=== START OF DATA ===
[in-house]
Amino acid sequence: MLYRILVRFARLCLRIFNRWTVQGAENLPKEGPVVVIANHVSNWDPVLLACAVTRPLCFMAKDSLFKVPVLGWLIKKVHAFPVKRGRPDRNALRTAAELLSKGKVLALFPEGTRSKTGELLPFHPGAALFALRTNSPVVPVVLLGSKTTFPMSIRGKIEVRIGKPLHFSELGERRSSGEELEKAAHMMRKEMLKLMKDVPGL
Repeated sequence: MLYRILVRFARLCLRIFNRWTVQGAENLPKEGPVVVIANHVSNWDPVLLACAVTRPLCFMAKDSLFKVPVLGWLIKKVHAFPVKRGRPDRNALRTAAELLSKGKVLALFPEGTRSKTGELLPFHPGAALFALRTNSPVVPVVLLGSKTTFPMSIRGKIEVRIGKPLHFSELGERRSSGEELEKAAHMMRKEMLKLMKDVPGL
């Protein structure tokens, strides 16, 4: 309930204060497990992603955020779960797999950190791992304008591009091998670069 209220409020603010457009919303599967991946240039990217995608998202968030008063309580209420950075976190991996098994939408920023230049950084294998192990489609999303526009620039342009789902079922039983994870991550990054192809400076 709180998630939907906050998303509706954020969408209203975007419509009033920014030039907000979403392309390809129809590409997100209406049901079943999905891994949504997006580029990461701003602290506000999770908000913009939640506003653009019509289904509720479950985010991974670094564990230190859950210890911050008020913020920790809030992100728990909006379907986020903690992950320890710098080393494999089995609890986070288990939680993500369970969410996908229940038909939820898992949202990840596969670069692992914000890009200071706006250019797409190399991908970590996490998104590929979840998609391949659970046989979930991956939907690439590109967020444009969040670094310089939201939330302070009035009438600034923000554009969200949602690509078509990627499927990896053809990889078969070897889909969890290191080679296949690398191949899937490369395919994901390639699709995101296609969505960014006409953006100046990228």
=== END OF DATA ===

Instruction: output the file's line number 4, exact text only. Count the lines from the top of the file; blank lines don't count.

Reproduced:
């Protein structure tokens, strides 16, 4: 309930204060497990992603955020779960797999950190791992304008591009091998670069 209220409020603010457009919303599967991946240039990217995608998202968030008063309580209420950075976190991996098994939408920023230049950084294998192990489609999303526009620039342009789902079922039983994870991550990054192809400076 709180998630939907906050998303509706954020969408209203975007419509009033920014030039907000979403392309390809129809590409997100209406049901079943999905891994949504997006580029990461701003602290506000999770908000913009939640506003653009019509289904509720479950985010991974670094564990230190859950210890911050008020913020920790809030992100728990909006379907986020903690992950320890710098080393494999089995609890986070288990939680993500369970969410996908229940038909939820898992949202990840596969670069692992914000890009200071706006250019797409190399991908970590996490998104590929979840998609391949659970046989979930991956939907690439590109967020444009969040670094310089939201939330302070009035009438600034923000554009969200949602690509078509990627499927990896053809990889078969070897889909969890290191080679296949690398191949899937490369395919994901390639699709995101296609969505960014006409953006100046990228």